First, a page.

Fill it just enough to cover the bottom half of the seed!

Fill it just enough to cover the bottom half of the seed!

Once you have the toothpicks in place in the seed, all that’s left to do is prop it up over the soda bottle greenhouse that we made earlier, fill it with water (enough to cover the bottom half of the seed), and cover it up with the top of the soda bottle. When you’re all done, your new project should look something like what I have pictured below.

Both avocado seeds... We'll see which grows better soon!

Both avocado seeds… We’ll see which grows better soon!

I’m going to keep these out of direct light. An ideal location for me would be in the kitchen, so that’s where they’ll be for now. As mentioned before, all feedback and comments are appreciated, and will keep me going as far as this blog is concerned. Subscribe if you’re benefiting in any way, and be sure to stay tuned – my next blog will be about propagating mango plants from seeds!

An experiment in propagating avocado seeds – Part I

These avocados are of the Haas variety. They were purchased at the local Co-op.

These avocados are of the Haas variety. They were purchased at the local Co-op.

Not too long ago, a neighbor of mine started an avocado plant using the traditional method of starting the seed out in water by hovering it over a glass using toothpicks.  It came up in discussion whether or not it would be a good idea to germinate the seed inside of a makeshift greenhouse, while still using the same method. I decided to do some research on the subject, and came up with absolutely nothing in regard to propagating avocado seeds and covering them in a greenhouse-like environment. I decided that I should try it on my own – propagating two avocado seeds at the same time, one covered, and one not. Only time will tell as far as results go, so I’ll keep you updated as often as possible. I do not yet have my own mature avocado plant, so you’ll be here with me along the way to see all of the development.

Doing my part.

Doing my part.

I realized that I would have to make a little greenhouse of my own out of something laying around thehouse, and I decided that since I have a lot of recyclables under my sink in the cabinet, I would use plastic soda bottles – one for each seed – although I would only be covering one of them. The bottle you see in the picture to the right is a 20-ounce orange soda bottle that happens to be perfect for what I’m trying to accomplish. I’m going to show you step-by-step how to make one of these just in case you wanted to try this on your own. Remember – I have no idea how this will turn out, so forgive me in advance if it’s a total failure. I’m still learning a lot about plants and how they grow, and I suppose you’re here to learn something as well.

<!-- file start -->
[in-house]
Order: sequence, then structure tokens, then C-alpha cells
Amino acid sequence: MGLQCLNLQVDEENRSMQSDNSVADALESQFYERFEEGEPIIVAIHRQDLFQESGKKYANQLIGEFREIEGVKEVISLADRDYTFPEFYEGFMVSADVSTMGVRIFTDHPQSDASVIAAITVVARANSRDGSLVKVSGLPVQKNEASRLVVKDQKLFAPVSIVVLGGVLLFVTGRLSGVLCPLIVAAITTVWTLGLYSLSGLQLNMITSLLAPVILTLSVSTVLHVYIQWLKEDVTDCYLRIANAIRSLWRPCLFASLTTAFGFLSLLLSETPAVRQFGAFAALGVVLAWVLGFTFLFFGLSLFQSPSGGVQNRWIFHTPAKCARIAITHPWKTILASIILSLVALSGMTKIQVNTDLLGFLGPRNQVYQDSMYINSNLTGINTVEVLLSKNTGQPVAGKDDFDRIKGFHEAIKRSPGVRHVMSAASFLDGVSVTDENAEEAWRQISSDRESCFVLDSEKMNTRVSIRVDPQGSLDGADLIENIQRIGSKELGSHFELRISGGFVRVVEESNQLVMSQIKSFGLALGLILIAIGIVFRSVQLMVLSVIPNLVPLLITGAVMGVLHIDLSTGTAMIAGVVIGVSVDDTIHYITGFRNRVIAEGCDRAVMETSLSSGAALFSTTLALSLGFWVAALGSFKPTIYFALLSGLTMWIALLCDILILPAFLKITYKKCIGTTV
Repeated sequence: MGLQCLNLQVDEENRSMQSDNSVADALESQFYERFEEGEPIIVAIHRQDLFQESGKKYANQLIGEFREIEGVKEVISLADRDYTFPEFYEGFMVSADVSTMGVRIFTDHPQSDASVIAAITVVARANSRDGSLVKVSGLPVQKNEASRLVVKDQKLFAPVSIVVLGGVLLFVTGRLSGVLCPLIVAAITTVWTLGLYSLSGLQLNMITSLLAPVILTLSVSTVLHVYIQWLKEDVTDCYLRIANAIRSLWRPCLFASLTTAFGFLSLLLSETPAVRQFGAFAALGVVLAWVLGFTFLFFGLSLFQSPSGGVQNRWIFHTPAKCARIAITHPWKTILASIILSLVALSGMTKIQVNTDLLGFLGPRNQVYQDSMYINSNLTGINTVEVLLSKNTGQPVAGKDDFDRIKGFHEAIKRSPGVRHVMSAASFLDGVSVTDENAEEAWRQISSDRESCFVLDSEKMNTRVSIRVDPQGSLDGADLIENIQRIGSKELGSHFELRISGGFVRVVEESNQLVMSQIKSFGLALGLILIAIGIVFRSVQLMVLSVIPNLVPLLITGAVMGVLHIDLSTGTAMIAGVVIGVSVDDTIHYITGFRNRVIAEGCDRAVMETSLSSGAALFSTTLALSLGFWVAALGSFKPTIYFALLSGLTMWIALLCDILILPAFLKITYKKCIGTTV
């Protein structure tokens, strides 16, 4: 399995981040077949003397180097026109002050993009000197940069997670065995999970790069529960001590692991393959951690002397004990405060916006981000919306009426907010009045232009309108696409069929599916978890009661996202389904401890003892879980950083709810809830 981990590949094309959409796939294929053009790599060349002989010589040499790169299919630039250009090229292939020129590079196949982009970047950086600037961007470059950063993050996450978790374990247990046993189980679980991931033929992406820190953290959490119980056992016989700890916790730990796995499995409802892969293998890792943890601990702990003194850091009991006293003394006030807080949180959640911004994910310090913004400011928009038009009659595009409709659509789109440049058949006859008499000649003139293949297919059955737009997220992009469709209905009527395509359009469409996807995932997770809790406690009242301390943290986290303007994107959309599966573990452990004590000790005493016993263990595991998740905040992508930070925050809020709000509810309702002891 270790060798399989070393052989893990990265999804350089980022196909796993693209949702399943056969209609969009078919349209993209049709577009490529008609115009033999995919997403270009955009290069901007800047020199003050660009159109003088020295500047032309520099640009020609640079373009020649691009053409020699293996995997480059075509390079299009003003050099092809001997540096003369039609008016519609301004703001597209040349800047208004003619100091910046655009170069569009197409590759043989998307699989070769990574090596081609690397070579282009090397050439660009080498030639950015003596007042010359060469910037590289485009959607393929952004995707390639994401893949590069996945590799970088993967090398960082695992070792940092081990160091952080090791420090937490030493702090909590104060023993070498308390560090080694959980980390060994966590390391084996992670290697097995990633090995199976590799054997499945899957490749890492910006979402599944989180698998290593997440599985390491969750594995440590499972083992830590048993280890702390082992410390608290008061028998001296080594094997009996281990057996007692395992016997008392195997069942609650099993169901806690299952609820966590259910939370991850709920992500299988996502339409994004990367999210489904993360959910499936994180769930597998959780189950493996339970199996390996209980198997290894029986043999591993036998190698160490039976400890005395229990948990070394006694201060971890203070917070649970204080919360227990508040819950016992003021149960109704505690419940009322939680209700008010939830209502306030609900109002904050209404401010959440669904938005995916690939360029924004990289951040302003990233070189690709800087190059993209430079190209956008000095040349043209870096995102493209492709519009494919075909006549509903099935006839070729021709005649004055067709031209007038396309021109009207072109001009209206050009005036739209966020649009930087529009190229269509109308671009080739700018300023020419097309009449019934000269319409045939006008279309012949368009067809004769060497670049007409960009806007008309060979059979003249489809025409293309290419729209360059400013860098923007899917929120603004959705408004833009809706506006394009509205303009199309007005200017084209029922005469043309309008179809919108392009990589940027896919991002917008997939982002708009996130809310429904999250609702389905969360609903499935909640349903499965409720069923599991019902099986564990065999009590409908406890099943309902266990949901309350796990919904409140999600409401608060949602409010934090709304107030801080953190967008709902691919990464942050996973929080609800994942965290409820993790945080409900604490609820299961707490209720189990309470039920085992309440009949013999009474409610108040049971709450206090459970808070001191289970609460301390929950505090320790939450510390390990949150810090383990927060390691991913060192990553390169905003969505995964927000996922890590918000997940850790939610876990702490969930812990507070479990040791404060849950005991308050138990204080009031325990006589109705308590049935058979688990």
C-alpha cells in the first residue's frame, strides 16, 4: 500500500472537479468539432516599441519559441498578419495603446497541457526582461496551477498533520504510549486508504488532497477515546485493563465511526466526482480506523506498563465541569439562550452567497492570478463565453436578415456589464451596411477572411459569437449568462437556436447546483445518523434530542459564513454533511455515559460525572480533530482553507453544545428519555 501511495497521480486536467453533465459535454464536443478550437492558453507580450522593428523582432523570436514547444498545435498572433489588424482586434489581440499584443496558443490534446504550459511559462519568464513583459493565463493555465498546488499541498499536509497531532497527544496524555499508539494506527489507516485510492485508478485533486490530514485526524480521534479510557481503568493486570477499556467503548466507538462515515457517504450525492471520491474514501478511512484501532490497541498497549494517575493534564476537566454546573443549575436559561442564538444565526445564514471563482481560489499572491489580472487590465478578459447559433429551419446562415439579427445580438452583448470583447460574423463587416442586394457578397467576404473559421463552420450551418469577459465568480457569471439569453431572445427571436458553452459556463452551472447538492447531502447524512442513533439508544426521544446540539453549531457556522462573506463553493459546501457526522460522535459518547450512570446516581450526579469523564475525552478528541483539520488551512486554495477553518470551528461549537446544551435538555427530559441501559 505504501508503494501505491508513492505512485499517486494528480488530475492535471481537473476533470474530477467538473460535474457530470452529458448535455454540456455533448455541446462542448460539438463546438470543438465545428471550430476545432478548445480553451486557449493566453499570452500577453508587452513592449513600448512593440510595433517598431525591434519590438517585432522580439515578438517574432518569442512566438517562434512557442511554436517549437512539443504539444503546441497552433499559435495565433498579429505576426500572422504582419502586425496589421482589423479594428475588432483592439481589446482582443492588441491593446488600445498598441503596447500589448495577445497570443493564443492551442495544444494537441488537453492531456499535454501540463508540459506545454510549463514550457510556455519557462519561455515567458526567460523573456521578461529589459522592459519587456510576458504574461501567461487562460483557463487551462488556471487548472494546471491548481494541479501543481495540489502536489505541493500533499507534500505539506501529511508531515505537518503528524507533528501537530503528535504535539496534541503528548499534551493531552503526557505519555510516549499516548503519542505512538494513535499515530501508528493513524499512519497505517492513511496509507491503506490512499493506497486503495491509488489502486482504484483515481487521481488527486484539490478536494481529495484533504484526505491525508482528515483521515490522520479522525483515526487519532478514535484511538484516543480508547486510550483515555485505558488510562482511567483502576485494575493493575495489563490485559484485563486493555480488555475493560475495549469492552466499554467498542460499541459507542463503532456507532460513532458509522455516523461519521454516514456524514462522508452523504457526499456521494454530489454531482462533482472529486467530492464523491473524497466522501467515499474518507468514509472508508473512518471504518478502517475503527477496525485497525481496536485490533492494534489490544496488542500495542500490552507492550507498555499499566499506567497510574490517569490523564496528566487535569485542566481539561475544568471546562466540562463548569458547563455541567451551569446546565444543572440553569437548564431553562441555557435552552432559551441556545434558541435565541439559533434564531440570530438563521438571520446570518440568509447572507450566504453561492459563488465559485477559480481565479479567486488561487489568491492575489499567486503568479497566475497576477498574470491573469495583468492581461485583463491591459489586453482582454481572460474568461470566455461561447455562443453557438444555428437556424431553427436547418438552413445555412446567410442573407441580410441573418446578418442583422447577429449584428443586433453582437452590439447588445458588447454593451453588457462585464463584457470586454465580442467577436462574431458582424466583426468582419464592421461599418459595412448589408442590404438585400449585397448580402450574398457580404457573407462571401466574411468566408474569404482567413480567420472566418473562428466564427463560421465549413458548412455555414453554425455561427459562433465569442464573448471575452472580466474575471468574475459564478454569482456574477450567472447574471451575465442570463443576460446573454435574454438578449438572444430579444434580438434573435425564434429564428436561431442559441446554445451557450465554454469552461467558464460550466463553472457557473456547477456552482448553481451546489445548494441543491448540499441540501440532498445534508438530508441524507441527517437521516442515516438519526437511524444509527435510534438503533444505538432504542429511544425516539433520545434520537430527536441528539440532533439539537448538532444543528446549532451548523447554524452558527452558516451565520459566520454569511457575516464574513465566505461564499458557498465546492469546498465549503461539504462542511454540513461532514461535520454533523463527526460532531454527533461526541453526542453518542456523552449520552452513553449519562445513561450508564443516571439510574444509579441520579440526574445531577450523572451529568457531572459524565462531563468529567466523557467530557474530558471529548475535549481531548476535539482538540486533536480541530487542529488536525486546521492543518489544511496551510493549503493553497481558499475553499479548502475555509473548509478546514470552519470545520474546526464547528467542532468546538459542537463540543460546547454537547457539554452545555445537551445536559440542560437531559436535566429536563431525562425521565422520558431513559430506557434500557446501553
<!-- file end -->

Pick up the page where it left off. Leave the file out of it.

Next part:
Make sure the knife is sharp enough.. you don't want it to slip and slice your fingers off!

Make sure the knife is sharp enough.. you don’t want it to slip and slice your fingers off!

The first thing I did was to cut the bottle, pretty much in half using a small paring knife (not the safest option, but I don’t have a decent pair of scissors available at the moment). I made the cut just below where the bottle starts to mushroom toward the top. The cut was far from perfect, so I used some crappy scissors to even it out after I was done.

Jagged edge

Jagged edge

The top portion of the bottle is what you’ll really want to focus on, seeing as how you’re going to need it to fit over the top of the bottom part of the bottle. This is what the top of your soda bottle should look like at this point, and you’re going to need to remove about a half inch off of the bottom with scissors. It is necessary to complete this step, because you’ll need the top to fit snugly over the bottom portion of the bottle.

"Fine tuned" with crap scissors...

“Fine tuned” with crap scissors…

After you’ve removed the bubbly bottom from the top portion of your bottle, it should look similar to the one in the picture to the left. At this point, go ahead and see how it fits over the bottom portion of the bottle. Does it? If the answer is “yes” then you’re still on track. There are still a few more steps, but we’re more than halfway there.

Rinse, repeat.

Rinse, repeat.

Clean thoroughly!

Clean thoroughly!

 

 

This is the point where you’ll want to thoroughly clean your bottle, paying special attention to the cap, getting rid of any hint of the fact that there was soda in there. I used running hot water and it seemed to do a pretty good job.

This is where your toothpicks will slip into. Lots of options!

This is where your toothpicks will slip into. Lots of options!

After I got the bottle and cap all clean, I let it dry a little so it would be easier to handle. I used the crappy scissors available to me to cut consummate “v’s” along the top of the bottom portion of the bottle. This is where your toothpicks will slip into when you put it all together. I do it this way to leave lots of options open, and so I don’t end up having to make more later on… I also figure it would be a bad idea to poke extra holes in avocado seeds just for the sake of making the toothpicks fit the bottle if it didn’t fit perfectly the first time.

Finished product.

Finished product.

After finishing these steps, you should have your new homemade greenhouse ready to go – especially suited for the experiment at hand. Here’s what mine looks like finished.

In part II of this blog, I’m going to use the two soda bottles to get the actual avocado seeds started. Subscribe to my blog, and stay tuned… Comments, of course, are appreciated, and will give me motivation to keep going with this blog! Feedback is a plus as well. See you on my next post – which is coming right away!